The Chancellor should abandon Labour’s idea of various windfall taxes. In the end consumers have to pay higher taxes levied on business. These extra taxes put inflation up, not down. The Chancellor should also abandon his proposal to hike corporation tax next year. All these extra taxes on business may poll well, but the slow growth or no growth, cancelled investment and lost jobs they will likely bring will not look so good to voters in the next election if he insists on damaging the economy Labour’s way.
I read that he is pressing on with trying to construct a windfall levy on electricity companies. The ones that are closest to the consumer have already had their finances demolished by badly chosen price controls, with one of the biggest now a problem for the Treasury as it demands subsidies and sits there nationalised. He is finding that if we want to tax windfall profits by the power generators the ones that make the most are the renewable owners when the wind does blow and the sun does shine. Their generating costs have not shot up but their power prices have. The ones we rely on much of the time using gas to keep the lights on are not making much windfall profit as the cost of their gas is one of the main inflationary problems.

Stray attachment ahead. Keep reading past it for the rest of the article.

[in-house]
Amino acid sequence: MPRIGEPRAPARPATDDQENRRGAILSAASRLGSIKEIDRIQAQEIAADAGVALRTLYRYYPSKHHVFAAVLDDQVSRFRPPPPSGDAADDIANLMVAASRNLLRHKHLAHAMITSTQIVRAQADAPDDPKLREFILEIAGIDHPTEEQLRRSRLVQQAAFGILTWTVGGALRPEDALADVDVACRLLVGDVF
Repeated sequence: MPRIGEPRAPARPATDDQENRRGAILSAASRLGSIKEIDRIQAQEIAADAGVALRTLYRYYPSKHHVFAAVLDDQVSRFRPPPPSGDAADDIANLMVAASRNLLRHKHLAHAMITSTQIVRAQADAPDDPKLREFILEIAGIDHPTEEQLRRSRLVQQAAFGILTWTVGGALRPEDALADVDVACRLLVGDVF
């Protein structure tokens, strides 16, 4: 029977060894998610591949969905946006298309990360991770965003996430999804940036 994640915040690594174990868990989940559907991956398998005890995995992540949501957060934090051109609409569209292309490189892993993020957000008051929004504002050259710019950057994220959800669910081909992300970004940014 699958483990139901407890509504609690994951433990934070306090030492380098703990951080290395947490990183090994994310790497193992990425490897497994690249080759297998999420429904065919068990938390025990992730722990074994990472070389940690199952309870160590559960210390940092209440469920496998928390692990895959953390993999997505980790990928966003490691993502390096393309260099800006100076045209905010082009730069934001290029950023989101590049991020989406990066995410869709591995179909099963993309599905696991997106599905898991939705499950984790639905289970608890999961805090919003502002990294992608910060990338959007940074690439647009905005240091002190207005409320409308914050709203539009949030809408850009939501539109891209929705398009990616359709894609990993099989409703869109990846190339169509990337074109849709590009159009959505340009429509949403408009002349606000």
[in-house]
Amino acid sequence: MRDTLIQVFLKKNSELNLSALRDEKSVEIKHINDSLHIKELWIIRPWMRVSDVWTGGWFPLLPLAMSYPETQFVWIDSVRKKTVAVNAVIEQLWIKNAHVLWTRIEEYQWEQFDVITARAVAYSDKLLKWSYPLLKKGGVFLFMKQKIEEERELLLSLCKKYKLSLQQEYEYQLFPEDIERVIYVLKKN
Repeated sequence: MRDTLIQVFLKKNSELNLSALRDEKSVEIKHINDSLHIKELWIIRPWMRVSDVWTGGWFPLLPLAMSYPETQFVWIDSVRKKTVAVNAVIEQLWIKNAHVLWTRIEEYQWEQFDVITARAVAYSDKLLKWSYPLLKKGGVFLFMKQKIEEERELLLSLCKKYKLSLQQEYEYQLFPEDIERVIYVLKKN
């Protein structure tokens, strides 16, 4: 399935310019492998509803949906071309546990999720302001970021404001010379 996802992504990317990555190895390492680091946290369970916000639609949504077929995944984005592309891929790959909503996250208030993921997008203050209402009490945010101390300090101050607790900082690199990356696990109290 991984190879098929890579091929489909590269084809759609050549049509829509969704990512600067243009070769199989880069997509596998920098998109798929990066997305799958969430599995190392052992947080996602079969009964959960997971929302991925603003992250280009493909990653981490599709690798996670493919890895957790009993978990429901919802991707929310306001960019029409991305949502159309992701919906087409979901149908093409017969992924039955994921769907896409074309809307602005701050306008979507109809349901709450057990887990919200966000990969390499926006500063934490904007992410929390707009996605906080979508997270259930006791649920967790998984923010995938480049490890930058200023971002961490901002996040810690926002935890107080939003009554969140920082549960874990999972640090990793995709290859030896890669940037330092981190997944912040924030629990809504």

The Chancellor thinks if he offers businesses tax breaks when they make a new investment they will carry on happily under his high and unpredictable business tax regime. Why? An investor looks at the lifetime cashflows and tax burden, not just at the first couple of years when you are putting in the buildings and equipment. They all look a lot worse with the higher taxes the Chancellor has in mind.